And hey, I don't think Hollywood is abusing their power either. DVDs are great; a high quality version of a movie that even has a great viewing experience on a $20 player. Most of them cost less than music CDs and have a lot of bonus content. Sure, DVDs use CSS, but there's nothing wrong with wanting to protect your content and livelihood either.

      Entertainment costs are down, down, down. Electronics are cheaper than ever, and getting the content legally-- via DVD, or new services like NetFlix make movie watching a better experience than in the VHS days, and a more economical one. TVs have dropped in price by almost half since the 80s due to improvements in cost production, and a DVD player costs maybe 20% of what a VCR once did. DVDs cost barely more than VHS tapes used to-- they go up less than inflation. And you can buy older DVDs for less than $5!

      Hollywood has stolen nothing. They lose more than you do when a movie sucks. I don't ask you support bad content, but I ask that you do consider supporting things you want to see more of. I recently paid ~$80 for Seasons 1 and 2.0 of Battlestar Galactica, not because I hadn't already downloaded the bittorrents, but because I want to support good content and share it with others.

      Finally remember that film is one medium for content alone. There are many ways to tell a story, and if film is not meeting your needs, you can always indulge another.


      • Part of the problem is that the law of supply and demand also comes into effect in a different way when you have piracy.

        With lots of piracy, demand goes way down, that is, demand to buy the product from the owner.

        So what happens if at the same time, you see a drop in demand due to the crappiness of the product, and also due to a change in viewing habits? It is empirically nearly impossible to determine what the real cause of the drop in demand is.

        This is basically the combination of factors we see now. In
      • Movies in theaters are indeed gouging in a way, but the costs of showing a movie in a theater have also increased dramatically. Carmike Cinemas has struggled financially for a very long time, believe it or not but owning large buildings in an urban area, licensing the content, and upgrading to the newest AV technologies over and over again is quite expensive. Movie theaters are expensive but it is not a high-profit ripoff scam business, the costs are expensive as well. I hope this will diminish in favor of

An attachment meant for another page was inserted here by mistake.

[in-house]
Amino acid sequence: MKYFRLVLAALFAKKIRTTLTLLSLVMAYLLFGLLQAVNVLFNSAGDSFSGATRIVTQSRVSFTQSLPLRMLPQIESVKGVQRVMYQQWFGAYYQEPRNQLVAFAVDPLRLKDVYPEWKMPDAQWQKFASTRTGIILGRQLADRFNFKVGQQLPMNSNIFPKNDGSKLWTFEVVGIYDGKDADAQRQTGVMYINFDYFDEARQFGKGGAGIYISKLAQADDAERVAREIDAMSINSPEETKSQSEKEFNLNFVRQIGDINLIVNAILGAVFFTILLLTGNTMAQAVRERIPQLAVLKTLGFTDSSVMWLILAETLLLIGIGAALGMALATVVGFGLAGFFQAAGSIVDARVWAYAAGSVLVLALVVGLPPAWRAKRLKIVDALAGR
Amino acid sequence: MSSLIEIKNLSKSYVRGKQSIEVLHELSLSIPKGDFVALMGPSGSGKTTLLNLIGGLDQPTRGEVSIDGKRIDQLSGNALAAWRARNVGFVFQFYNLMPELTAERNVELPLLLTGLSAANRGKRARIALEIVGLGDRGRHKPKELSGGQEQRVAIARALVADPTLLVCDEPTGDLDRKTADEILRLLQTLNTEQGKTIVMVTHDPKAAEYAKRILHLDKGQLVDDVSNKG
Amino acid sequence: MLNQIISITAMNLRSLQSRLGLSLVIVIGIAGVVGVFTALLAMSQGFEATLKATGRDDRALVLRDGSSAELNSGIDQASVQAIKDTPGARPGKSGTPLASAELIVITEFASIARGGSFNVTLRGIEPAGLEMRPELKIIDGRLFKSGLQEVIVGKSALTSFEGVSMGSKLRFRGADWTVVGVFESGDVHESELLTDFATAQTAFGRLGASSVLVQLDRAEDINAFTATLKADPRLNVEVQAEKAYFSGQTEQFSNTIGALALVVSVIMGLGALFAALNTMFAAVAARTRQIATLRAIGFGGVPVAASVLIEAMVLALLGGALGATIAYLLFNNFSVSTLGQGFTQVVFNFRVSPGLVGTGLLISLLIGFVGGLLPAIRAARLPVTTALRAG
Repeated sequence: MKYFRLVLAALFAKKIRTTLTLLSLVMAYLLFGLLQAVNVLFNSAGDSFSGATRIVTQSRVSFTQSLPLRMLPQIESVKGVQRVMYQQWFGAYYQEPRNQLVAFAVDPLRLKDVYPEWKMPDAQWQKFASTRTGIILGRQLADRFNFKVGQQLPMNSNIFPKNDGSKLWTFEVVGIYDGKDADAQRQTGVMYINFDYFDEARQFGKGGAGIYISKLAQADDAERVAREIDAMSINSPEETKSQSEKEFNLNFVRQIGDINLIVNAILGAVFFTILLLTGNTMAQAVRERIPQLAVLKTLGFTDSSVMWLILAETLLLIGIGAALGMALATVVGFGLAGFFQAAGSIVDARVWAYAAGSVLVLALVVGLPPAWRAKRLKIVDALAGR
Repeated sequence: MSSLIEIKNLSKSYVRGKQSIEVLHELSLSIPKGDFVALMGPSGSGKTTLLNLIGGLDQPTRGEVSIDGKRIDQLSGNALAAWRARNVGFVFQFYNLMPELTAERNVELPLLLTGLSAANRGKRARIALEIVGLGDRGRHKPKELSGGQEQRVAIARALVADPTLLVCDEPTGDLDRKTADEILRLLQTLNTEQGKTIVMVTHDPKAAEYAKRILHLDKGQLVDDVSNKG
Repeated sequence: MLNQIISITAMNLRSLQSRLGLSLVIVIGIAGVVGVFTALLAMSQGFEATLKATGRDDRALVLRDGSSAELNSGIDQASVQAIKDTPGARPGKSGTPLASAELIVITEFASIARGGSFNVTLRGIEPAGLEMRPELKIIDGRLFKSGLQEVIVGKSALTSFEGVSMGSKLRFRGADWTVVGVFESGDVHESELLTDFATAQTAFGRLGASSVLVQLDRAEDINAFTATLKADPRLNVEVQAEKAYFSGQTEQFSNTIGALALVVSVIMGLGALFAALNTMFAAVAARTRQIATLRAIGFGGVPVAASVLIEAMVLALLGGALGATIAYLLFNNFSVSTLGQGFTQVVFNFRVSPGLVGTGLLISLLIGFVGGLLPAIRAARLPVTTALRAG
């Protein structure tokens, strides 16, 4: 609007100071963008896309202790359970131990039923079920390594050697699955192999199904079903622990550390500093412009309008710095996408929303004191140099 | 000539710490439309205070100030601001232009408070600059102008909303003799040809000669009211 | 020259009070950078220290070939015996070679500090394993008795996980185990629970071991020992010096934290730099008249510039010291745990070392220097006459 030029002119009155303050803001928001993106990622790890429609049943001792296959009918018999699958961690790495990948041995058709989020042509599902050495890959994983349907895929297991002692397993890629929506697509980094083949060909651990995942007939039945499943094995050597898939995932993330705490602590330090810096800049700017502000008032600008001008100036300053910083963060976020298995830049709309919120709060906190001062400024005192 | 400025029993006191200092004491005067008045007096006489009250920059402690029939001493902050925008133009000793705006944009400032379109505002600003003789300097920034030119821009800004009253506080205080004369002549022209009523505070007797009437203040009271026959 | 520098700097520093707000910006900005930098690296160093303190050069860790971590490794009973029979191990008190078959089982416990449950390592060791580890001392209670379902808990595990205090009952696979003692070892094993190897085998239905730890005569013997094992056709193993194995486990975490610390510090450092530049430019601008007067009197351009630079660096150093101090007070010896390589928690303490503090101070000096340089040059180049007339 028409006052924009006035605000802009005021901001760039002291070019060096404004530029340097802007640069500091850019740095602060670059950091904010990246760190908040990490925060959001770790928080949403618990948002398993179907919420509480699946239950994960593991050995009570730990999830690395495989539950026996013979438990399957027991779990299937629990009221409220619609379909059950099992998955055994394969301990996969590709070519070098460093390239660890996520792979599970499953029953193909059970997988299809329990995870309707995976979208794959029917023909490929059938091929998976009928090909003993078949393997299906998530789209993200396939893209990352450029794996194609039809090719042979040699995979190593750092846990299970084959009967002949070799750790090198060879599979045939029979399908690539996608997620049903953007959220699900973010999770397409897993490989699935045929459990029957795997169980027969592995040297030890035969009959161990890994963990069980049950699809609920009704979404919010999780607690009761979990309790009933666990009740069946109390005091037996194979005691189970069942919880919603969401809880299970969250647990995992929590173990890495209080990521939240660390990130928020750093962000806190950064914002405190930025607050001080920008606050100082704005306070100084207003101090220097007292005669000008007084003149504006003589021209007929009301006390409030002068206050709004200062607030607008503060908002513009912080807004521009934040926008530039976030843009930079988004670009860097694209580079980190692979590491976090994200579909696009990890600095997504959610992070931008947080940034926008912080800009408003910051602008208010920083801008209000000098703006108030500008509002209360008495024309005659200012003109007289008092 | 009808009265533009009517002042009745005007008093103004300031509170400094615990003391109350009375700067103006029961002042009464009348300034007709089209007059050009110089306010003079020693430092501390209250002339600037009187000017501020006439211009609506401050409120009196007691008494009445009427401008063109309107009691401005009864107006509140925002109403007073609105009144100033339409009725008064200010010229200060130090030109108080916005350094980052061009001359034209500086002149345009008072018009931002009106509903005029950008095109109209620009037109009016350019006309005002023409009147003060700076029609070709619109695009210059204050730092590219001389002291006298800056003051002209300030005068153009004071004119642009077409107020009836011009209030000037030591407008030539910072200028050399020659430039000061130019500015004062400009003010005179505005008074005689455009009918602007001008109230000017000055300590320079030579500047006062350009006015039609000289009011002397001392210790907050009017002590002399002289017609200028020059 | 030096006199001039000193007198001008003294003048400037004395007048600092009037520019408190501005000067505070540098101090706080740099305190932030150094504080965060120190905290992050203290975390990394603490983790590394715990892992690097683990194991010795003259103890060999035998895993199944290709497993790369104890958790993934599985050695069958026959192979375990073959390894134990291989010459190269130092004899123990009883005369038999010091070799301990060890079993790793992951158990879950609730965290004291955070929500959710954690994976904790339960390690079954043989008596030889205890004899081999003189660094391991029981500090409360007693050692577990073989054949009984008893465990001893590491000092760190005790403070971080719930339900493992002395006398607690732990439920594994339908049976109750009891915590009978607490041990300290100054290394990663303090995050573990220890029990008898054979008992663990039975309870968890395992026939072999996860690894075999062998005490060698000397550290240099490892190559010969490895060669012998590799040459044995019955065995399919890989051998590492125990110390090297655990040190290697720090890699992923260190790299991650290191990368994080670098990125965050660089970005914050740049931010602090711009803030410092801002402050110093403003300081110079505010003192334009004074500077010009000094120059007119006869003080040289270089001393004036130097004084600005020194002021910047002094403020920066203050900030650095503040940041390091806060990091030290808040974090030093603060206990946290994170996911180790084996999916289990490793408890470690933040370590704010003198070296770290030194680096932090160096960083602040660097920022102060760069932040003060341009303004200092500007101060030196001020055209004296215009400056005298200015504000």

• by JDSalinger (911918) * on Monday March 06, 2006 @11:12AM (#14857808)
    Lucas fails to mention what has changed in the viewer or economic system. A relatively short period of time ago, big budget films were often hits. There was a placebo effect, whereby people would have high expectations of a big budget film (despite this often not panning out.... i.e. WaterWorld).. Both the Spiderman and X-Men movies have proved that big-budget films, of late, can score big.
    It's not just about ticket sales, but merchandising as well. Except for t-shirts and posters, "indie" films cannot compete with the merchandising opportunities of the types of movies that mandate big budgets.
    • by Alex P Keaton in da (882660) on Monday March 06, 2006 @11:15AM (#14857844) Homepage
      Would you rather have revenues of 30 million on a 10 million dollar film, or revenues of 100 million on a 90 million dollar film? Sometimes (a lot of times) you make more money on smaller films. Keep in mind, in business, as in life, a number alone means nothing. You need a context or another number to compare it to.
      • The other effect is that with a much smaller budget, they can actually make money if they keep distribution costs down by allowing people to "sample" a low-res version, creating demand for a legit hi-res version that can be sold on the cheap and still be profitable for everyone in the supply chain.

        Heck, when budgets get low enough, you'll see them being given away in breakfast cereal boxes. Distribution cost to the producer is then $0, and the profit is locked in.